Cabbage and Potato Bake – CSA Member Guest Post

We are so excited this week to have a guest post from JB Dixon.  He is what I call a “foodie” and creates some delicious meals…….

Greetings,  Pekarek’s Produce fans!  While the brutal hot & dry Summer drags on, I know that if you’re reading this, you’ll agree that it’s so great to be supporting all of the hard work of the Pekarek family by turning their great vegetables into satisfying meals for our families.  A couple of weeks ago, our full share CSA bag included a beautiful head of green cabbage, a bag of Yukon Gold potatoes, and a few gorgeous onions.  I knew I had to make a family favorite, even though the temperature was soaring outside. While this particular recipe screams for the Mid-March chill of St. Patrick’s Day, I have no problem making this particular recipe any time of year.
Cabbage & Potato Bake has all of the ingredients that remind me of the smells and flavors of my Granny Ocle’s* cooking growing up in Southwest Iowa (*pronounced “Oh-Suhl”….a good German name!), even though I don’t recall this particular dish ever being made by her.  Before she and her sister (Aunt Bernice) passed away a few years ago, I had the opportunity to make this delicious, satisfying dish for them, honoring them in a way.  It warmed me when they gave me their seal of approval; they loved it.
This is a hearty, savory, almost stew-like dish that stands on its own, with the sweetness of the onion and the smokiness of bacon becoming a match made in heaven. (I’ve often said that my own personal Yankee Candle scent would be “Bacon & Onions in a Cast Iron Skillet”… They’re made for one another) I could easily envision a few Seward County German riffs on this that would include a bit of sugar, and that would work fine.  Try it this way first, and see what you think.  Leftovers will freeze up to one month.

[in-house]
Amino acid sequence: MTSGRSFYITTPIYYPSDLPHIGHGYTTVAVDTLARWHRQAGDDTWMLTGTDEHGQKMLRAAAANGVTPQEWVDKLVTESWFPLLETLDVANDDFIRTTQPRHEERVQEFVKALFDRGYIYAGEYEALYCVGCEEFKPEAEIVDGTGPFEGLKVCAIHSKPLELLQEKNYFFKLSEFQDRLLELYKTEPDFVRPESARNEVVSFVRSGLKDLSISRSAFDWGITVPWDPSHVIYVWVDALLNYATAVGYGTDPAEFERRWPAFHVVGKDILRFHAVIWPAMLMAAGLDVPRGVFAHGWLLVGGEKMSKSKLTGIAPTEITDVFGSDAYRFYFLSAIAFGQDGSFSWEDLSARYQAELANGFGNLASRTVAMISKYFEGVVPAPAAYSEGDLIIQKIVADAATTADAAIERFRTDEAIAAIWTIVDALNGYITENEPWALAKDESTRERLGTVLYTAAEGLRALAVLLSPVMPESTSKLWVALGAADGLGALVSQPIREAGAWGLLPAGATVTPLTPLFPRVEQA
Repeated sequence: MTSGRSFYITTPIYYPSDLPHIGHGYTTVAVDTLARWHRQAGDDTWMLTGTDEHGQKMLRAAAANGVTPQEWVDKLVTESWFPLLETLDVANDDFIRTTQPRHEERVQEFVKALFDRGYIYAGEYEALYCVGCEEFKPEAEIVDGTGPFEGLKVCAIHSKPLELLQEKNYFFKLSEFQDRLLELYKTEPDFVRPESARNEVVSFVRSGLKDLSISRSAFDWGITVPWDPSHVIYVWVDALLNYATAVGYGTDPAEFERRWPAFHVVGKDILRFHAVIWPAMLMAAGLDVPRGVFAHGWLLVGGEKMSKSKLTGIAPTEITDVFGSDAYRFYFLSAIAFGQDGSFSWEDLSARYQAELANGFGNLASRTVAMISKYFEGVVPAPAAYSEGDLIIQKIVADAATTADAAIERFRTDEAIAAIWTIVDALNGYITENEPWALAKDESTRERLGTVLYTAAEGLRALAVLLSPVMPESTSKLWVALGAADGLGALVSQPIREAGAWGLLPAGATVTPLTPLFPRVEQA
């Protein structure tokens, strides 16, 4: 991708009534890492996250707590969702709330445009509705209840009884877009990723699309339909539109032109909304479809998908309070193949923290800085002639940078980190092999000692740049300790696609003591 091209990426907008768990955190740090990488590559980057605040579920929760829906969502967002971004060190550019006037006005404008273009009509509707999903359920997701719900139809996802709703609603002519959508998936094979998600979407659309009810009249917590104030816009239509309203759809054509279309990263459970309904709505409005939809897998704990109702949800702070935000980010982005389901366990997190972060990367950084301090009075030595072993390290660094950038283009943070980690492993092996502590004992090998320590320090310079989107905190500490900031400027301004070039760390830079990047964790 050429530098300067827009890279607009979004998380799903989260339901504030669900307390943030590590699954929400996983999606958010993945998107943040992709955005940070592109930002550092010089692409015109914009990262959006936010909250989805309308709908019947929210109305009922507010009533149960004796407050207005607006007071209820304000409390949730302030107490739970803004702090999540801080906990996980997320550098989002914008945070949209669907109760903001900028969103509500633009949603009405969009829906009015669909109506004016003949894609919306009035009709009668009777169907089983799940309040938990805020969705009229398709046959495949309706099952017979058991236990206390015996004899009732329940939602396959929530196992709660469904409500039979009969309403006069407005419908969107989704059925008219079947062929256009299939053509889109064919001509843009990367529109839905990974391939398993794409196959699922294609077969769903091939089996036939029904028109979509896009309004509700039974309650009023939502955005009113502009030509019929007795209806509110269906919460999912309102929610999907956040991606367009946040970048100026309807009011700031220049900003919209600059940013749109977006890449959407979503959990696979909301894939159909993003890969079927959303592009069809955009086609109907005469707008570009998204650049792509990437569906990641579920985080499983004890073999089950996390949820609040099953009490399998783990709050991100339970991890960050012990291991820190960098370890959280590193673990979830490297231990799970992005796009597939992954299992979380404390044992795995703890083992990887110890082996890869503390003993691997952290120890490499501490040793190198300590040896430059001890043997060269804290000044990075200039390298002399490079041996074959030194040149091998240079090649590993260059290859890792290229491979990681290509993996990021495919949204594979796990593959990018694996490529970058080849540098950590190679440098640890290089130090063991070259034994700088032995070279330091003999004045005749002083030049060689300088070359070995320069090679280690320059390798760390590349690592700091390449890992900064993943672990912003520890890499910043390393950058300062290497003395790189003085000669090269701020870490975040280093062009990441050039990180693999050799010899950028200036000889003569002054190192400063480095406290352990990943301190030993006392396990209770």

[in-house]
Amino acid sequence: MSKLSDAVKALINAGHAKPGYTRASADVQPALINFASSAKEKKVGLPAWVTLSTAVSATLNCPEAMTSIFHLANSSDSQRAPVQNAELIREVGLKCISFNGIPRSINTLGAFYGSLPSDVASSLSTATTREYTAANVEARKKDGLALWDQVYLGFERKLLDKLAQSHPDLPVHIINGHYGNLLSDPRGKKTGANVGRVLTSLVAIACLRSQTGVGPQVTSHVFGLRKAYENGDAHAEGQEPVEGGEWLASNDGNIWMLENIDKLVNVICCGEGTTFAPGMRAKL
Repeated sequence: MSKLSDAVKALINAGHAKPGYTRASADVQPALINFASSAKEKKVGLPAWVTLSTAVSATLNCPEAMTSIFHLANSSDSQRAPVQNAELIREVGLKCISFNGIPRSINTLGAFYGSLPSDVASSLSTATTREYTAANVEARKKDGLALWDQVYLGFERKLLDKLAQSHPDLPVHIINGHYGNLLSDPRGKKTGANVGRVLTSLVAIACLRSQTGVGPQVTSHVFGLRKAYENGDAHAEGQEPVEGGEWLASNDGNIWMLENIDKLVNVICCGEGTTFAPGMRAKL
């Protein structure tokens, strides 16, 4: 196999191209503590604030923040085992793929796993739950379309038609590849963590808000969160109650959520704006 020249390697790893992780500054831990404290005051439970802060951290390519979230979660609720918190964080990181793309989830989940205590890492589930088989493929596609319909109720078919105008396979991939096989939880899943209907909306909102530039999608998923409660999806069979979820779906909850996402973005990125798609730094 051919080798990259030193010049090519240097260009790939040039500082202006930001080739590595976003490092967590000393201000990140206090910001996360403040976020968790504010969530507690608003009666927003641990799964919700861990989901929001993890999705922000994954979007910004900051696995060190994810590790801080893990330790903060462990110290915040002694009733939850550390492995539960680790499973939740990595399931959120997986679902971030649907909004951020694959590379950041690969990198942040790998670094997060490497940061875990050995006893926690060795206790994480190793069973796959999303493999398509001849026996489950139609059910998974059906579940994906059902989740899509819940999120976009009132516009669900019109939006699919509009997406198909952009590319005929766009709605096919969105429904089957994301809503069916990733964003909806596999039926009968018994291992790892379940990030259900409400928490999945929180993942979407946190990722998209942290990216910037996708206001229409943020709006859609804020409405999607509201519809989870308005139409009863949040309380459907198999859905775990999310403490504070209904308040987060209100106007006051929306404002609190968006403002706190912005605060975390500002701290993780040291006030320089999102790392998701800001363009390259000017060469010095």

1 cabbage, about 2 1/2 lbs.
5-6 Yukon Gold or red potatoes, peeled and cut in half or lengthwise, about 2 1/2 lbs
12-16 oz lean smoked bacon, cut to 1/2 in. dice
2 cups white or yellow onions, peeled and sliced lengthwise
1 teaspoon salt
1 teaspoon ground black pepper
2-3 cups homemade chicken stock, or canned chicken stock or broth.
Preheat the oven to 375 Degrees.
Rinse the cabbage and remove the first layer of outer leaves.  Cut the cabbage in half and remove the hard core.  Cut the cabbage halves into thirds or quarters and place, rounded side down into a large roasting pan.
Peel and cut the potatoes, and arrange in the roasting pan, alternating with the cabbage pieces.
Fry the bacon in a medium skillet for 7 minutes, or just before it’s crispy, but do not drain.
Add the sliced onions (pause to take in how amazing that smells) salt & black pepper and cook until soft, about 5-6 minutes.
Evenly distribute the bacon mixture and pan drippings over the vegetables, then pour the chicken stock into the pan.  Tightly cover the roasting pan with aluminum foil or a lid and bake for 1 1/2 hours.
Remove the pan from the oven and allow to sit, covered, for 15 minutes before serving.  Serve the vegetables with the bacon & broth spooned over them.  Give thanks. Enjoy.  Repeat.